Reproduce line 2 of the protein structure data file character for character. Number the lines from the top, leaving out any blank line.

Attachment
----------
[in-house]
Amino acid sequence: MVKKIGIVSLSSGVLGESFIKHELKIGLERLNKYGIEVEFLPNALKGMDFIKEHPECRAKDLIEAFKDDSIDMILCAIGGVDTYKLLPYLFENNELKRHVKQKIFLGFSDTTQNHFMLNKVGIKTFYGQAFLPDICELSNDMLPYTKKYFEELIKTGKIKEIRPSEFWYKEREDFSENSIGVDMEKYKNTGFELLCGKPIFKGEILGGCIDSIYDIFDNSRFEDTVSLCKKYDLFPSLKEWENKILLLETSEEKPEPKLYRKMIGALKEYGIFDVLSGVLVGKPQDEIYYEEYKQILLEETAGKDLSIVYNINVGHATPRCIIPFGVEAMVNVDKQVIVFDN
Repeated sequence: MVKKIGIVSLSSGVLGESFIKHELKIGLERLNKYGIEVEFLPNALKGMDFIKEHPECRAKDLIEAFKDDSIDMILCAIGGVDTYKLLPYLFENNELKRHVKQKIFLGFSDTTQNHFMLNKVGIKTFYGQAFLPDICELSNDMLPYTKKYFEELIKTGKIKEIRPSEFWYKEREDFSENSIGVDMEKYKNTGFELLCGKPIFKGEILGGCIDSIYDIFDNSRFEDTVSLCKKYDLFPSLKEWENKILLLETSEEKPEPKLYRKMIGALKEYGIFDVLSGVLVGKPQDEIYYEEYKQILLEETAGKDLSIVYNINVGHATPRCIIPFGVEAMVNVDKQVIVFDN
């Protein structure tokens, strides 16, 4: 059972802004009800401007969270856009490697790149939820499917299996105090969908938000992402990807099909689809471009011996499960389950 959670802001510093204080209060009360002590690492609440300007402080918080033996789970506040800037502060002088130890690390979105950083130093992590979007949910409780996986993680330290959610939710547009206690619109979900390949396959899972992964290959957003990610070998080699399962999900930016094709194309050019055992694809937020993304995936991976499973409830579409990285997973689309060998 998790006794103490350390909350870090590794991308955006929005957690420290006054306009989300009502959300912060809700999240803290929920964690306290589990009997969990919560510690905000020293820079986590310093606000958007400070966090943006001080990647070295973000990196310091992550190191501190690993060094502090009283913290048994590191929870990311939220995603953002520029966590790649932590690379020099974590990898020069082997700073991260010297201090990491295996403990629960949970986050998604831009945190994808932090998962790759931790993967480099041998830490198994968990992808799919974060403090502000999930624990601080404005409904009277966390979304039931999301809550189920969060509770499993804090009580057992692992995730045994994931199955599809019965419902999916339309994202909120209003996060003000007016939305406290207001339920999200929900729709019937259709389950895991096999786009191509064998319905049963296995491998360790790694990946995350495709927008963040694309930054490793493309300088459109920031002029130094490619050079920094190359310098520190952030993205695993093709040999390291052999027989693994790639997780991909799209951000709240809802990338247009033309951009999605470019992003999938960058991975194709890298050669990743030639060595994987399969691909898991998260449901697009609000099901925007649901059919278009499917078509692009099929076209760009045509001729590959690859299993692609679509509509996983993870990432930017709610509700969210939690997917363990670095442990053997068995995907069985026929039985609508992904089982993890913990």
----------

Amino acid sequence: MVKKIGIVSLSSGVLGESFIKHELKIGLERLNKYGIEVEFLPNALKGMDFIKEHPECRAKDLIEAFKDDSIDMILCAIGGVDTYKLLPYLFENNELKRHVKQKIFLGFSDTTQNHFMLNKVGIKTFYGQAFLPDICELSNDMLPYTKKYFEELIKTGKIKEIRPSEFWYKEREDFSENSIGVDMEKYKNTGFELLCGKPIFKGEILGGCIDSIYDIFDNSRFEDTVSLCKKYDLFPSLKEWENKILLLETSEEKPEPKLYRKMIGALKEYGIFDVLSGVLVGKPQDEIYYEEYKQILLEETAGKDLSIVYNINVGHATPRCIIPFGVEAMVNVDKQVIVFDN